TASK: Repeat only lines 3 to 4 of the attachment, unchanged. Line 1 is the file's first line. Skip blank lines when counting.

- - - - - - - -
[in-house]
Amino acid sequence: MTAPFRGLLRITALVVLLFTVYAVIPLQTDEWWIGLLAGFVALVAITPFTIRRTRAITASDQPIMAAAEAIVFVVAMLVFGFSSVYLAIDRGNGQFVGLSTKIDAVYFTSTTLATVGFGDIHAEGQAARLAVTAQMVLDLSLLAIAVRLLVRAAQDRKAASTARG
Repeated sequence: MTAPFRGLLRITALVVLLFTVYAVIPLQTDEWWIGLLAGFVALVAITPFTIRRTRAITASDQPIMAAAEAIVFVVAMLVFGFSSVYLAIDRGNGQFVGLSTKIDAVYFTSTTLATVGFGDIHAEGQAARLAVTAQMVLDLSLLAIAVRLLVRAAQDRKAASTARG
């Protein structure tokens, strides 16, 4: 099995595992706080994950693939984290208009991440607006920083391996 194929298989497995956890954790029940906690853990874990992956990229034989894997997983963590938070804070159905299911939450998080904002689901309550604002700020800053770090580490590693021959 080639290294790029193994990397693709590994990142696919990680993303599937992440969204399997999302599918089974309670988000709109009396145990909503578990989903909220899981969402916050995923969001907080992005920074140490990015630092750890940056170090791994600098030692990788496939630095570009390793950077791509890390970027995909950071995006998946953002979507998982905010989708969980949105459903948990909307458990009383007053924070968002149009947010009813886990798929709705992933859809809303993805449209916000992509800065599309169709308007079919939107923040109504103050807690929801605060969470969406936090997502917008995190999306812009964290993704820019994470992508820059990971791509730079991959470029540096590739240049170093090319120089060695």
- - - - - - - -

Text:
Repeated sequence: MTAPFRGLLRITALVVLLFTVYAVIPLQTDEWWIGLLAGFVALVAITPFTIRRTRAITASDQPIMAAAEAIVFVVAMLVFGFSSVYLAIDRGNGQFVGLSTKIDAVYFTSTTLATVGFGDIHAEGQAARLAVTAQMVLDLSLLAIAVRLLVRAAQDRKAASTARG
């Protein structure tokens, strides 16, 4: 099995595992706080994950693939984290208009991440607006920083391996 194929298989497995956890954790029940906690853990874990992956990229034989894997997983963590938070804070159905299911939450998080904002689901309550604002700020800053770090580490590693021959 080639290294790029193994990397693709590994990142696919990680993303599937992440969204399997999302599918089974309670988000709109009396145990909503578990989903909220899981969402916050995923969001907080992005920074140490990015630092750890940056170090791994600098030692990788496939630095570009390793950077791509890390970027995909950071995006998946953002979507998982905010989708969980949105459903948990909307458990009383007053924070968002149009947010009813886990798929709705992933859809809303993805449209916000992509800065599309169709308007079919939107923040109504103050807690929801605060969470969406936090997502917008995190999306812009964290993704820019994470992508820059990971791509730079991959470029540096590739240049170093090319120089060695």